We are what we think.
All that we are arises with our thoughts,
with our thoughts we make the world.
Several years ago, I bought a wall hanging with this saying on it. At the time I was surprised that the Buddha had figured out the relationship between our thoughts and our emotions/reality as described by Albert Ellis and Aaron Beck and the 20th-century forerunners and founders of CBT (Cognitive Behavioral Therapy). The Buddha understood the relationship between thoughts and emotions without relying on research!! The cornerstone of CBT is that our emotions and reactions are derived from our thoughts. If we want to change our emotions or reactions, we start by changing thoughts that are not factual, not balanced, or not otherwise useful. CBT calls these kinds of thoughts distorted.
The CBT model teaches people how to restructure distorted thoughts into fact-based, balanced, and helpful ways of understanding an event, ourselves, and the world. The Buddha reminds us that our thoughts are powerful. Like the Buddha, many modern scientists and philosophers believe that our mind is the most powerful part of who we are as human beings. Both the Buddha and CBT invite us to be responsible about how we think about ourselves, others, and the world. Because, it is “with [these] thoughts that we make [our] world,” we create so much of our own reality.
Our own worst enemy cannot harm us as much as our unwise thoughts.
No one can help us as much as her own compassionate thoughts.Buddha’s Little Instruction Book, Jack Kornfield (1994)
The Buddha talks about unwise thoughts in a way that sounds like CBT’s distortions. Specifically, what we say to and think about ourselves profoundly affects us. For those whose thoughts go to harsh judgments and criticisms about who we are, how we look, what we said, what we did, what we should have said and done . . . (you get the picture), life feels small, constrained, dark, and very painful. The Buddha reminds us that that these negative and distorted ways of speaking to and thinking about ourselves and the world cause us more suffering and destruction than our worst enemy can.
The really good news is the reverse. When we bring compassion and balance into what we say to and think about ourselves and the world, great health and healing occur. The Buddha indicates that no external source can be as helpful and powerful as us speaking truthfully to ourselves with compassion. Some examples of health and healing are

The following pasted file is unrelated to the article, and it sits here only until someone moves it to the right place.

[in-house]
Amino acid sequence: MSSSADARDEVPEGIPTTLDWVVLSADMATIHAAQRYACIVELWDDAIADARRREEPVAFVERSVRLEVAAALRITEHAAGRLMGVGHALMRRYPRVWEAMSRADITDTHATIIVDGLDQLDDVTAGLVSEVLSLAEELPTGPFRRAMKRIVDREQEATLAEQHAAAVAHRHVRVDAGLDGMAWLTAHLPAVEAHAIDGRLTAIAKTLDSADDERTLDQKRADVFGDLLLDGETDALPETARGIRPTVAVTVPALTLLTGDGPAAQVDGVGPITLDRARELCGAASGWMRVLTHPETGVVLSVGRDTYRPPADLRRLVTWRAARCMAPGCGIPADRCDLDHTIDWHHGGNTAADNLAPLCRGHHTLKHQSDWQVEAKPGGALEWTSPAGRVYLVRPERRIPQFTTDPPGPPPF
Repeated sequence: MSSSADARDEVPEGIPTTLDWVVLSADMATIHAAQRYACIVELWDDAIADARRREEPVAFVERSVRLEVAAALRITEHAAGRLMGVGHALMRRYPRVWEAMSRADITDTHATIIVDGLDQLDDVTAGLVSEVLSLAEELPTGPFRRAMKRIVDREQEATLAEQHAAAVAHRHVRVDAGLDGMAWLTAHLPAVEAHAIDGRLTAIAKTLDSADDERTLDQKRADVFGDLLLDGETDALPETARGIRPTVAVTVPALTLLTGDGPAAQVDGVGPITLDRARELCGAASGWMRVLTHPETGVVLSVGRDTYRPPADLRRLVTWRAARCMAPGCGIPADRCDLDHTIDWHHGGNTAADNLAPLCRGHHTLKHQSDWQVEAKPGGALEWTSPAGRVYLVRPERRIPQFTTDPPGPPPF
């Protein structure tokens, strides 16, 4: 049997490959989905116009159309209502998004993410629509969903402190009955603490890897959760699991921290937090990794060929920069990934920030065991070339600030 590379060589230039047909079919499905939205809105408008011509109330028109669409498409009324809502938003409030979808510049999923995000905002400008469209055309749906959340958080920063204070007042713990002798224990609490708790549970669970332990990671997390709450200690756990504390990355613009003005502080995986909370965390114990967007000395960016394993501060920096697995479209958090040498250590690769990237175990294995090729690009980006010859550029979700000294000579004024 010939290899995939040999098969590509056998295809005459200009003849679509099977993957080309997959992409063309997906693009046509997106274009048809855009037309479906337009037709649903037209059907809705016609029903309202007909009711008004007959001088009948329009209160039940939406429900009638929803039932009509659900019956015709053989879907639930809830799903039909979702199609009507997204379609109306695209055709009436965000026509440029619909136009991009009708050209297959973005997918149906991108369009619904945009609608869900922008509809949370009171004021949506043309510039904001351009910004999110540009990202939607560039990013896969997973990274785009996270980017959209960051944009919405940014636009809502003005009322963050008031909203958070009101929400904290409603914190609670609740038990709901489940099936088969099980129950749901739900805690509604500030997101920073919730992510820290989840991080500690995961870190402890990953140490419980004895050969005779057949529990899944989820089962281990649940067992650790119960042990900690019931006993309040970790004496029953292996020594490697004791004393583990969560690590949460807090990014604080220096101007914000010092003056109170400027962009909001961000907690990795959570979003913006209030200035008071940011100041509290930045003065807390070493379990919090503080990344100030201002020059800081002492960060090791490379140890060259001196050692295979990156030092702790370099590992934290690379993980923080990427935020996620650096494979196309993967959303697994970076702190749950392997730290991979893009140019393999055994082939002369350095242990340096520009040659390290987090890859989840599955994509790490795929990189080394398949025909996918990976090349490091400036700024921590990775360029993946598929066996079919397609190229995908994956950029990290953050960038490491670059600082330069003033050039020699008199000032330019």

- Our mood improves
- Our self-esteem improves
- We become less irritated and impatient with others
- We respond to events with more balance
People just feel better about themselves and their lives. CBT uses the vocabulary of factual, balanced, and helpful thoughts; Buddhism uses the vocabulary of compassion toward ourselves and others. However we get there it is a great place to be!!
A day spent judging another is a painful day.The day spent judging yourself is a painful day.
You don’t have to believe your judgments; they’re simply an old habit.Buddha’s Little Instruction Book, Jack Kornfield (1994)
Judgments are labels we put on things, most often with a pejorative meaning. We use judgments as a way to see ourselves as better than or less than others, instead of seeing the humanity in everyone. Judgments lack compassion and curiosity, a pair worth noting. DBT (Dialectical Behavioral Therapy) is a therapy model related to CBT, but it addresses judgments and judgmental thinking. DBT introduces the state of mind—Wise Mind, which is the balance between emotional thinking and rational thinking. DBT specifically teaches that when we are in a Wise Mind state of being, we are being non-judgmental. CBT and DBT state that we are not our thoughts. Our thoughts are separate from us. We experience and can observe our thoughts; they come and go, and we can let the ineffective, not useful thoughts go.
Words have the power to destroy or heal.
When words are both true and kind, they can change our world.Buddha’s Little Instruction Book, Jack Kornfield (1994)
From our thoughts to our words, the same observations apply. Just as we are encouraged to be responsible with our thoughts about ourselves and others, so too are we reminded to use our words with care when we speak with others. And no hiding behind the defense that anything can be said if it’s “true”! Truth is always to be tempered with kindness, another notable pair. The Buddha reminds us that when we bring together truth and kindness, change to ourselves and the world can occur.
In the introduction to Jack Kornfield’s book Bringing Home the Dharma: Awakening Right Where You Are (2012),Daniel J. Siegal, M.D., a well-published neuroscientist, described Buddhism as “a science of mind and method of healing.” Siegal further explained, “I encountered Buddhism as a system of thought and understanding devoted to alleviating mental pain . . . and linking the mindful brain with the wise heart.” I rest my case, Before CBT (and DBT) there was the Buddha!!
Linda is a certified IFS therapist and also has extensive training in Somatic Experienced–based therapy and Dialectical Behavior Therapy. She has a great deal of experience working with those struggling with eating disorders, depression, trauma, and other life stressors.